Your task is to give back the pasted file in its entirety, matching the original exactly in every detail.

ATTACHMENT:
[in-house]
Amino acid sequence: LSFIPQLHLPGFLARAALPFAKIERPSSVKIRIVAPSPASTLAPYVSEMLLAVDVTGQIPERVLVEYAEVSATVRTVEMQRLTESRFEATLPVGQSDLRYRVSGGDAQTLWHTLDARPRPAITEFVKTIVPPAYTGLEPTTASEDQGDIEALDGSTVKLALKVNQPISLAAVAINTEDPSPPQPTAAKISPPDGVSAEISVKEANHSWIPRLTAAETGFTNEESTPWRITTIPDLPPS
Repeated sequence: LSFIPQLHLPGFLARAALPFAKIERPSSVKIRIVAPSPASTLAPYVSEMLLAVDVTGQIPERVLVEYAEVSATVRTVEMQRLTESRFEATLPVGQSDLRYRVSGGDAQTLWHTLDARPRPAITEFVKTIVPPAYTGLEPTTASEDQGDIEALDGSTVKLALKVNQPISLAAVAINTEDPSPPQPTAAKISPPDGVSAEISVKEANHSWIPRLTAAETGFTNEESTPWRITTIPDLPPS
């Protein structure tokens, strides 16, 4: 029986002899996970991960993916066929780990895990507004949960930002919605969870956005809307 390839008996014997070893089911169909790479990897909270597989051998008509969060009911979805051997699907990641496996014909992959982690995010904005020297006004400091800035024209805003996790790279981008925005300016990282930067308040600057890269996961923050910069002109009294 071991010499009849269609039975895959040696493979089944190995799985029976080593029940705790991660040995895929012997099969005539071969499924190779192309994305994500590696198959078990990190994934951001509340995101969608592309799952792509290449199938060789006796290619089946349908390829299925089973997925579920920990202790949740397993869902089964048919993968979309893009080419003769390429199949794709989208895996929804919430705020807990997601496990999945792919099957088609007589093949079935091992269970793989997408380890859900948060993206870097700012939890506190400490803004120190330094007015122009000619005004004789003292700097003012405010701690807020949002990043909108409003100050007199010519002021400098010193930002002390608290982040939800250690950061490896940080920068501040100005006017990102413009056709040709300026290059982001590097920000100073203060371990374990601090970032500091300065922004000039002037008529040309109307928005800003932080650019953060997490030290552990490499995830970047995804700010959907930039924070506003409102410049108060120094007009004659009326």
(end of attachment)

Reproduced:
[in-house]
Amino acid sequence: LSFIPQLHLPGFLARAALPFAKIERPSSVKIRIVAPSPASTLAPYVSEMLLAVDVTGQIPERVLVEYAEVSATVRTVEMQRLTESRFEATLPVGQSDLRYRVSGGDAQTLWHTLDARPRPAITEFVKTIVPPAYTGLEPTTASEDQGDIEALDGSTVKLALKVNQPISLAAVAINTEDPSPPQPTAAKISPPDGVSAEISVKEANHSWIPRLTAAETGFTNEESTPWRITTIPDLPPS
Repeated sequence: LSFIPQLHLPGFLARAALPFAKIERPSSVKIRIVAPSPASTLAPYVSEMLLAVDVTGQIPERVLVEYAEVSATVRTVEMQRLTESRFEATLPVGQSDLRYRVSGGDAQTLWHTLDARPRPAITEFVKTIVPPAYTGLEPTTASEDQGDIEALDGSTVKLALKVNQPISLAAVAINTEDPSPPQPTAAKISPPDGVSAEISVKEANHSWIPRLTAAETGFTNEESTPWRITTIPDLPPS
């Protein structure tokens, strides 16, 4: 029986002899996970991960993916066929780990895990507004949960930002919605969870956005809307 390839008996014997070893089911169909790479990897909270597989051998008509969060009911979805051997699907990641496996014909992959982690995010904005020297006004400091800035024209805003996790790279981008925005300016990282930067308040600057890269996961923050910069002109009294 071991010499009849269609039975895959040696493979089944190995799985029976080593029940705790991660040995895929012997099969005539071969499924190779192309994305994500590696198959078990990190994934951001509340995101969608592309799952792509290449199938060789006796290619089946349908390829299925089973997925579920920990202790949740397993869902089964048919993968979309893009080419003769390429199949794709989208895996929804919430705020807990997601496990999945792919099957088609007589093949079935091992269970793989997408380890859900948060993206870097700012939890506190400490803004120190330094007015122009000619005004004789003292700097003012405010701690807020949002990043909108409003100050007199010519002021400098010193930002002390608290982040939800250690950061490896940080920068501040100005006017990102413009056709040709300026290059982001590097920000100073203060371990374990601090970032500091300065922004000039002037008529040309109307928005800003932080650019953060997490030290552990490499995830970047995804700010959907930039924070506003409102410049108060120094007009004659009326």